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#98484
Angel Barracks
Moderator

So for traditional style spells as requested here LINK

I would suggest a difficulty to ‘cast’ the spell and then an opposed task as an ‘attack’ roll.

I will do a fireball as an example.

Let us work on the assumption that a fireball should kill a normal civilian.
This means we need to cast it, ‘attack’ and be likely to win.

The difficulty should not be too high but also not so low that it is almost a foregone conclusion.
I would suggest using the summoning rules as a guideline for difficulties.

So going on that basis we could cast a level 1 fireball that has an attack value of 1, and we would roll 1d6 to ‘attack’.
Think of this just like summoning a creature with a Prowess of 1, they both kind of mean the same thing, 1d6 to attack with.
Summoning a P1 creature costs 5.
Also, we need the fireball to be able to leave the casters hands and move toward the target, thus we should really consider it a P1 creature with a move cost of 5.
(5 being the base cost for a point of Prowess which would be required for a normal summoned thing to move)
I would also suggest a fireball also does status damage and this is on a par with the fear ability so we add 1 to the difficulty to cast.

Thus a level 1 fireball has a difficulty of 11 (5 for the attack stat of 1, 5 for the fact we want the fireball to move away from the casters hands and 1 for the status damage)
You roll your Wits and if you pass the tasks difficulty you cast the spell and then roll your 1d6 vs the targets prowess to see if you hit/do damage.
A hit will do a point of damage like a regular attack. (plus the status damage)

A level 2 fireball, again using the summoning rules has a difficulty of 16 (2 lots of 5 for the attack stat of 2, 5 for the moving feature and 1 for the status damage)
You roll your Wits and if you pass the task you then roll your 2d6 vs the targets prowess to see if you hit/do damage.
A hit will do a point of damage like a regular attack. (plus status damage)
You can see that a level 2 version is more likely to hit and more likely to get a critical.

A level 3 would have a difficulty of 36 (3 lots of 10 for the attack stat of 3, 5 for the moving feature and 1 for the status damage)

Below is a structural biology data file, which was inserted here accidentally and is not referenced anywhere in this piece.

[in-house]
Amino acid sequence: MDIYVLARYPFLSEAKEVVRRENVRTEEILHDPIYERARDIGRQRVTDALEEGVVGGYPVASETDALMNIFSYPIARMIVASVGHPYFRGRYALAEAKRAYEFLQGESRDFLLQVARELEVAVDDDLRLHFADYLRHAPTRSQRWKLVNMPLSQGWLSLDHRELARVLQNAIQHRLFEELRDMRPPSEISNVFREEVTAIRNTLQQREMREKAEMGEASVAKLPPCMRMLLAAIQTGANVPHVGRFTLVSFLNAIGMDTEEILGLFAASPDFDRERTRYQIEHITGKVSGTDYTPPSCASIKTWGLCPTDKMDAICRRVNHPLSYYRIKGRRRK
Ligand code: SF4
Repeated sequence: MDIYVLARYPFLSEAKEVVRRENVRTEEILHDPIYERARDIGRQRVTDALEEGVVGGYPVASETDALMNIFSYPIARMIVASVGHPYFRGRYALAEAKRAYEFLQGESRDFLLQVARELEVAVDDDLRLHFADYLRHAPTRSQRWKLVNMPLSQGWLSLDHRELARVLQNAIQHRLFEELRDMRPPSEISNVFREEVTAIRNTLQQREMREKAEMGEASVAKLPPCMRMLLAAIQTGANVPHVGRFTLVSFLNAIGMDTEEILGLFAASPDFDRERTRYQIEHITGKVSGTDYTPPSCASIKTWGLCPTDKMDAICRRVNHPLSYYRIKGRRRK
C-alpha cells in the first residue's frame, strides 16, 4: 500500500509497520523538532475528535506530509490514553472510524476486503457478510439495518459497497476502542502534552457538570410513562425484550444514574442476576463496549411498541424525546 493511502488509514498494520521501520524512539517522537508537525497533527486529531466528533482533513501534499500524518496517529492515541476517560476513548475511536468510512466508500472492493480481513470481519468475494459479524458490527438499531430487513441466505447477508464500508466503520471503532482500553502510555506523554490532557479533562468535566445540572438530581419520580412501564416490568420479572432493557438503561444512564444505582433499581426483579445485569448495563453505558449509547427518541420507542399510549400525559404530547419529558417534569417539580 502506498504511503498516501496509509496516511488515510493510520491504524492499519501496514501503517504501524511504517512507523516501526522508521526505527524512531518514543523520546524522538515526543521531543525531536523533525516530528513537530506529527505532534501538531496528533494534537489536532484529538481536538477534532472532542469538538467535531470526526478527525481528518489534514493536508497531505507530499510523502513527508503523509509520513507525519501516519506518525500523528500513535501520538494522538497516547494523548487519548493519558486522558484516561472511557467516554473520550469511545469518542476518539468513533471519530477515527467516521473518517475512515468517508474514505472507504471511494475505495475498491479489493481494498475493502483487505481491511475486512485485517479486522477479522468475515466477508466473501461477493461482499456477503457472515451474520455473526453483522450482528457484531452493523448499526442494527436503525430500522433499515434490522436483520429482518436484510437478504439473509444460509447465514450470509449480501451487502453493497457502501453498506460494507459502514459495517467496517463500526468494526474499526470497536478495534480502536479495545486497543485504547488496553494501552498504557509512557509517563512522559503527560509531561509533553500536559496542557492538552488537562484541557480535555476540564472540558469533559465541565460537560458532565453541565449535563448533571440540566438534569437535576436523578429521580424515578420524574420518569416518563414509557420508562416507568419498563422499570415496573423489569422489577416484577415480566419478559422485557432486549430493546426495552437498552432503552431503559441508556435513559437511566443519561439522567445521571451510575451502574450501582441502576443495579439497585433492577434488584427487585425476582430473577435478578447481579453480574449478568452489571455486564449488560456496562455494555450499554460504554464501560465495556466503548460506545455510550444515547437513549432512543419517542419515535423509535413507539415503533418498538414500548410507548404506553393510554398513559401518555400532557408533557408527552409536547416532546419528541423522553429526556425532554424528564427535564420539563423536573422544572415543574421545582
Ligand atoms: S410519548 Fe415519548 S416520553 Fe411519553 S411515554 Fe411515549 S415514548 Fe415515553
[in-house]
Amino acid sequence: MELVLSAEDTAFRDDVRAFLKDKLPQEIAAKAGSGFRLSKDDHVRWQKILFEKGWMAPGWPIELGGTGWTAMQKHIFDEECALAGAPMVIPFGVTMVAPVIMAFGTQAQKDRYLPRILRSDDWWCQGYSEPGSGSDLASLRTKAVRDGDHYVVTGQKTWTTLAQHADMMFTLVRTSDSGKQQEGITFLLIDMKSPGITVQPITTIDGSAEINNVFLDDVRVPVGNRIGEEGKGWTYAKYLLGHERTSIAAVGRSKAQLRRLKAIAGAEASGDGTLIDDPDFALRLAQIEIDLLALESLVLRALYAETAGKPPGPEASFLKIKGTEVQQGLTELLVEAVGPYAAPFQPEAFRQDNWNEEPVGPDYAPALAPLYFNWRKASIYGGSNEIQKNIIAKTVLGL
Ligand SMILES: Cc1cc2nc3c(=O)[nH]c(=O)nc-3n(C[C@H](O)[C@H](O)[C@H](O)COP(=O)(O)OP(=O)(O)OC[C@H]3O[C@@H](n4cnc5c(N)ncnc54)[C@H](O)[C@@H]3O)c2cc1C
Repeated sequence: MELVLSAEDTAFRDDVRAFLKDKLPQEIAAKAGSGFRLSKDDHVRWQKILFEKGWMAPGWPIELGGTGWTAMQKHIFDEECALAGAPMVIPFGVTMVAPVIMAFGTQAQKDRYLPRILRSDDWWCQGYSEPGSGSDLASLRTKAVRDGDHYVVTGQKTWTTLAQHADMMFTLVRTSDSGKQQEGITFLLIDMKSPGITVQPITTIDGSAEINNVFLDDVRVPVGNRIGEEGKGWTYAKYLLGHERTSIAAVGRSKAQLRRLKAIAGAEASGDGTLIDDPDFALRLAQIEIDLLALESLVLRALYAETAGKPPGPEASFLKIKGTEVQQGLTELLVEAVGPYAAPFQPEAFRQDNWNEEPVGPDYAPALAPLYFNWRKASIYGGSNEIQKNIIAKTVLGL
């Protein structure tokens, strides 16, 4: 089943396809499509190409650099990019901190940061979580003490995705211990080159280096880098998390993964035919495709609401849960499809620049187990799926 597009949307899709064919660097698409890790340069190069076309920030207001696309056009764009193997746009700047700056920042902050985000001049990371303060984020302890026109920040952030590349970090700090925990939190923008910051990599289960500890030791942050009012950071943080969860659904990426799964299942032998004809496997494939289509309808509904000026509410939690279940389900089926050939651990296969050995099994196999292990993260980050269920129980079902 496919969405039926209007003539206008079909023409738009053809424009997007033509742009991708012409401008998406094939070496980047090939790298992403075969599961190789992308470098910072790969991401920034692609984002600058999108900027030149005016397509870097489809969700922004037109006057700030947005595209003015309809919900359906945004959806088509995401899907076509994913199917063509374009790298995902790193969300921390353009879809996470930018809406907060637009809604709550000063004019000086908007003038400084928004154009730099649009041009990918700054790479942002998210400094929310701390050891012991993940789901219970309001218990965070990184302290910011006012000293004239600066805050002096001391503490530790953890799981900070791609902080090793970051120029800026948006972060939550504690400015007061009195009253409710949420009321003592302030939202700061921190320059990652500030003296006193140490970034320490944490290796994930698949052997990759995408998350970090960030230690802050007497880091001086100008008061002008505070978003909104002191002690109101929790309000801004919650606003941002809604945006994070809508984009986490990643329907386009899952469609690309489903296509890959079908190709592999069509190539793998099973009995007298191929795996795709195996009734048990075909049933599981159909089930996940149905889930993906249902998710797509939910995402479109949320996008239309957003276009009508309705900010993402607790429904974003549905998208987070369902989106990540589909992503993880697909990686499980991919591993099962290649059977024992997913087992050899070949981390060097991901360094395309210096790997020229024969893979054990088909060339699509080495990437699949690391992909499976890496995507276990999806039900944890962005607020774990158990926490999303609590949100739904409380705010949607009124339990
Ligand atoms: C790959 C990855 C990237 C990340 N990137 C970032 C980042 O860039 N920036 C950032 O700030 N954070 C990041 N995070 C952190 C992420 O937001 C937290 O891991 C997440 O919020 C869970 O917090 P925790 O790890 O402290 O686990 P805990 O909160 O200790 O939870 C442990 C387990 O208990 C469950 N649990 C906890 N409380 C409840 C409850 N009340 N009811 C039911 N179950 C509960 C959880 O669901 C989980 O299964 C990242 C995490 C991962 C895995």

You roll your Wits and if you pass the task you then roll your 3d6 vs the targets prowess to see if you hit/do damage.
You can see that a level 3 version is even more likely to hit and even more likely to get a critical.

Of course a level 3 fireball with a difficulty of 36 would mostly be impossible with a single Wits roll unless your Wits stat was HUGE.
A standard villain wizard is P1, W3, V3.
So to stand any chance you would likely need to spend more than 1 Available Vitality Point to cast it, maybe even using 3 AVP to combine 3 Wits rolls into 1?
This would give you 9d6 but would the only thing you did that turn.

So anyway, that is my suggestion around spells that do damage, try and think of them as summoning something and use the summoning rules as a guideline.
You can add extra bonuses like the status damage for fireballs, maybe if it is a lightning bolt you add 2 to your attack roll (once cast) if the target is wearing metal armour?

Have a play around.

Illusions are another thing to look at.
So in the rules we have Enscorcellment which is a type of Illusion, but it is more of an hallucination unique to one person than a traditional DnD style illusion that everyone can see.

Again we need a difficulty to cast illusions.
I would suggest a number of factors.
How many people will be able to ‘see it’ and how complex is it?

For every person that can see the illusion add 5 to the difficulty.
For every sense you want to fool add 5 to the difficulty, so if you want people to see the illusion add 5, if you want them to also hear it then add 5 more, etc.

So let us assume you are in a square and 3 guards are trying to arrest you.
You decide to cast an illusion of a lion pouncing from behind a corner and roaring at the guards.

There are 3 of them, so that is 15.
The lion needs to be seen and heard so that is 10.
Giving it a difficulty of 25.

You roll your Wits and assuming you get 25 or more, the illusion is cast.
But do they believe it?
They can try and beat the difficulty with a combined roll.
The guards have a Wits of 1 each so they roll 3d6, clearly they will fall for it as they cannot get 25 on 3d6.

You could leave it as this, but I would suggest making it an open task.
That means the targets of the illusion can roll each turn and add the results until they do pass.
After all, it will not fool them forever.

So with the above, they see the lion and roll 3d6 and get 12, so this turn they believe it to be real.
Next turn they roll again and get 11 making it 23 in total, again this turn they still believe but are now having some serious doubts.
Next turn they cannot fail to realise it is an illusion as they only need to get 2 on 3d6.

Consider though that contact with the illusion will render it disbelieved.
So whilst the lion would be a good distraction to use whilst you run away, it would eventually be worked out and should one of the guards fancy themself as a slayer of lions and just attacked it right away that would have shattered the illusion.

You could also create the illusion of the door you just fled into suddenly bursting into flames.
5 the sight, 5 the heat, maybe 5 for sound if you are feeling daring but you could probably ignore that aspect.
So again 10 for the effects and 15 to fool the guards making 25 like above.

Had there been only 1 target of the illusion then the difficulty would be 15.

There are some ideas and rough guidelines, have a tinker and see how you get on.